Before his accession to the throne, Sriranga III was in rebellion against his uncle Venkata III. He sought help from the Bijapur Sultan and attacked Venkata III in Chandragiri – Vellore in 1638. Another invasion of these two in 1642 was defeated by Venkata III’s army, who were also facing Golkonda armies near Madras. Under this troublesome circumstances Venkata III died, and Sriranga III who was with the Bijapur army deserted them and returned to Vellore and made himself the King of Vijayanagara.
Many of his nobles like the Nayaka of Gingee and Damerla Venkatadri Nayaka, the chieftain of Madras, had a dislike for him for his mischief in rebelling against the former King. Squabbles among the Sultans of Bijapur and Golkonda helped Sriranga III for a while. In 1644 the Sultan of Golkonda appeared with a vast army, but was defeated by Sriranga III. Sriranga III, now feeling strong enough to demand money from the Southern Nayaks, marched south.
Battle of Virichipuram
The Muslim forces were losing, but later advanced, when consolidated by additional armies from the Deccan. The war went on till 1652. In 1649 Thirumalai Nayak sent his forces supporting the Bijapur ruler, but upon converging at the Gingee Fort, the Madurai forces created a chaos and took sides with the Gingee army, when the Bijapur and Golkonda entered into their agreements. This led to the banishment of Gingee Nayak rule in 1649.
By 1652, Sriranga III was left with only Vellore Fort, which was finally seized by the Golkonda forces. By now he had only the support of Mysore, while Tanjore had submitted to the Muslim forces and the Madurai Nayak ended up paying huge sums to Muslim forces, but all three retaining their kingdom.
Sriranga III spent his last years under support of one of his vassal chieftains, Shivappa Nayaka of Ikkeri, and was still hoping to retrieve Vellore from the Muslim forces. Thirumalai Nayak's treachery to Sriranga III made the Mysore ruler Kanthirava Narasa wage a series of ravaging wars with Madurai, later capturing the territories of Coimbatore and Salem, regions which were retained by Mysore till 1800.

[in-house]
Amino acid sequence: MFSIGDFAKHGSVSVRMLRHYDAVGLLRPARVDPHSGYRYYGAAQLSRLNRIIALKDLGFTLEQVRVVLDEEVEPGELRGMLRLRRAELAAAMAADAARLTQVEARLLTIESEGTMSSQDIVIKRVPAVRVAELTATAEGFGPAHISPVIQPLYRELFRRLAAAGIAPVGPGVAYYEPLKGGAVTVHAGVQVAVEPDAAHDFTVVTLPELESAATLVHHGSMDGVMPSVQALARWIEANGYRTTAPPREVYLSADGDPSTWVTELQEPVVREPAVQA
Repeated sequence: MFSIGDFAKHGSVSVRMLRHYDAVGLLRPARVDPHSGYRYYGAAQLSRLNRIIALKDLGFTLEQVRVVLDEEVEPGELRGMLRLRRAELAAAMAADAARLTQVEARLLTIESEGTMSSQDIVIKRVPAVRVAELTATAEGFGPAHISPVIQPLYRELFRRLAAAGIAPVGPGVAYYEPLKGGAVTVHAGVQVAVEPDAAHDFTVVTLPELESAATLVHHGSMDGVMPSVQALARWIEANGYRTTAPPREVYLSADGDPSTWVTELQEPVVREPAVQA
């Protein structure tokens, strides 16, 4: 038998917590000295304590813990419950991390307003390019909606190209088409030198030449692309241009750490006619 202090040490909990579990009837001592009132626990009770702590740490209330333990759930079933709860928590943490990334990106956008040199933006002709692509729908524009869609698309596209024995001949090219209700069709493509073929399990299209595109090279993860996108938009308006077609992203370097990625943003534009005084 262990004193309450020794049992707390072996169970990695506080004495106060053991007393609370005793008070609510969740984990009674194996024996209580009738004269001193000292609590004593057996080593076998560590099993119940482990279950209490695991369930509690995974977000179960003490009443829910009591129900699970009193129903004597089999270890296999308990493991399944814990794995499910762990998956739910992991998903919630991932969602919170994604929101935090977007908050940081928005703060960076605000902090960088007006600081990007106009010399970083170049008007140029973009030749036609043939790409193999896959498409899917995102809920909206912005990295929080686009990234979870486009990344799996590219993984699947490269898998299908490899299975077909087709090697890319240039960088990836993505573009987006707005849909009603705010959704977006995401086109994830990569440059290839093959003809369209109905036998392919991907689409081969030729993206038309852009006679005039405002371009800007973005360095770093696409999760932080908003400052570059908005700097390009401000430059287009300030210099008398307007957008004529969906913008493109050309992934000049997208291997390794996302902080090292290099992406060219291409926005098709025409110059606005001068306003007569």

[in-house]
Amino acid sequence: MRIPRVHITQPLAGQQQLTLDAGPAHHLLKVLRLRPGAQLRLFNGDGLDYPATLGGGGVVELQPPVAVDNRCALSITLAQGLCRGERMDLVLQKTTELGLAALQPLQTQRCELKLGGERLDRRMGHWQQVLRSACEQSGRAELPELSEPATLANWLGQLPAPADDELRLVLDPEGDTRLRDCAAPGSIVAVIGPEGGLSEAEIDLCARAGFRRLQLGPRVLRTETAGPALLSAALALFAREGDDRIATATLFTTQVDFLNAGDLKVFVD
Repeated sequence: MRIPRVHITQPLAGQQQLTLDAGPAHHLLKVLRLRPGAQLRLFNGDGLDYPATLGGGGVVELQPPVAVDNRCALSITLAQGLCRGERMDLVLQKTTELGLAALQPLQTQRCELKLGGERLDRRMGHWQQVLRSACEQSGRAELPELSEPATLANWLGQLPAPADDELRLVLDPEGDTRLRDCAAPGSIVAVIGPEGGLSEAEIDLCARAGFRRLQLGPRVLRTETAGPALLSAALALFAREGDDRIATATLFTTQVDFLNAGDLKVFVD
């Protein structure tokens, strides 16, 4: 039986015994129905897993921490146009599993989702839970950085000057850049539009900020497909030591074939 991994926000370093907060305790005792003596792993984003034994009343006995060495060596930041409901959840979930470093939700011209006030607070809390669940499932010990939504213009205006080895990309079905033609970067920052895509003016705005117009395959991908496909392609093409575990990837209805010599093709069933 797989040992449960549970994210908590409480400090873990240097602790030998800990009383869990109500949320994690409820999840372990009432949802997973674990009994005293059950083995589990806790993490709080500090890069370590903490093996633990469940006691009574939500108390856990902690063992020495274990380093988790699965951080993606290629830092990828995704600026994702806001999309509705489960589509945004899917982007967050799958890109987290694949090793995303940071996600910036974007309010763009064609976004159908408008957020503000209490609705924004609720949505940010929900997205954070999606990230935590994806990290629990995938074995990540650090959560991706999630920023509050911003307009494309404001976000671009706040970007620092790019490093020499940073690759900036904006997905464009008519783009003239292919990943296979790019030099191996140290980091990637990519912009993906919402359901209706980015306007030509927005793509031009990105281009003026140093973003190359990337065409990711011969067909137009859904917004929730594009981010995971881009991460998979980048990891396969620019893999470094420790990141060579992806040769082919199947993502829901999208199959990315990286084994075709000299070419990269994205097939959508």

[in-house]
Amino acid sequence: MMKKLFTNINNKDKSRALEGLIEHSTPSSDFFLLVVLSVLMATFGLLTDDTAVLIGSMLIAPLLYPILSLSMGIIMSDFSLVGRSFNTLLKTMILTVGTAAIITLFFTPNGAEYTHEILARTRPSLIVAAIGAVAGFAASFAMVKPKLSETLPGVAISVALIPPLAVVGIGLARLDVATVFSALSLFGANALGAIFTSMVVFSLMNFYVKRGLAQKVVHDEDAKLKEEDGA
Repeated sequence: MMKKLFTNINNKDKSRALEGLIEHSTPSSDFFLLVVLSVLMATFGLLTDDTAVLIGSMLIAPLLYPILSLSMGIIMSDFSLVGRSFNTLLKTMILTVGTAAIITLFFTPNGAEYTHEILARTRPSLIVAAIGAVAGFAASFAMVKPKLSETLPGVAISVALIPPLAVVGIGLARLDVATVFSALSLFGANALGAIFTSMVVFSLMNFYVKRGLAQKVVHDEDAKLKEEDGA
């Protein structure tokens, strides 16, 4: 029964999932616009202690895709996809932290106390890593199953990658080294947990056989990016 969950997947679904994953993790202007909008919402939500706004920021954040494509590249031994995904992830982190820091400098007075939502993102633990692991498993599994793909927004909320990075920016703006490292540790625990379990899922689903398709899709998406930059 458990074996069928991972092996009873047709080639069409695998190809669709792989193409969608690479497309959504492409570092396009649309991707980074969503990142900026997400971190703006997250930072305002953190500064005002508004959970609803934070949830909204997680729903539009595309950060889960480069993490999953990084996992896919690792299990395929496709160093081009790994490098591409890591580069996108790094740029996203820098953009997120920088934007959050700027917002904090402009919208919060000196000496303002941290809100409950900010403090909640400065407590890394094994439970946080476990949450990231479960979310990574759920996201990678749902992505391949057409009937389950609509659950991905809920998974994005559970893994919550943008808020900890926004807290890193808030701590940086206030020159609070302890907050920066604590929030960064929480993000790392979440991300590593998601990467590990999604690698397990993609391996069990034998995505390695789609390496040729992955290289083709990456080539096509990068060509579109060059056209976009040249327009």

The Mysore ruler Kanthirava Narasa still recognised Sriranga as a namesake emperor. Sriranga died in 1678 as an emperor without an empire, putting an end to over three centuries of Vijayanagara rule in India.
- Rao, Velcheru Narayana, and David Shulman, Sanjay Subrahmanyam. Symbols of substance : court and state in Nayaka period Tamilnadu (Delhi ; Oxford : Oxford University Press, 1998) ; xix, 349 p.,  p. of plates : ill., maps ; 22 cm. ; Oxford India paperbacks ; Includes bibliographical references and index ; ISBN 0-19-564399-2.
- Sathianathaier, R. History of the Nayaks of Madura [microform] by R. Sathyanatha Aiyar ; edited for the University, with introduction and notes by S. Krishnaswami Aiyangar ([Madras] : Oxford University Press, 1924) ; see also ([London] : H. Milford, Oxford university press, 1924) ; xvi, 403 p. ; 21 cm. ; SAMP early 20th-century Indian books project item 10819.
- K.A. Nilakanta Sastry, History of South India, From Prehistoric times to fall of Vijayanagar, 1955, OUP, (Reprinted 2002) ISBN 0-19-560686-8.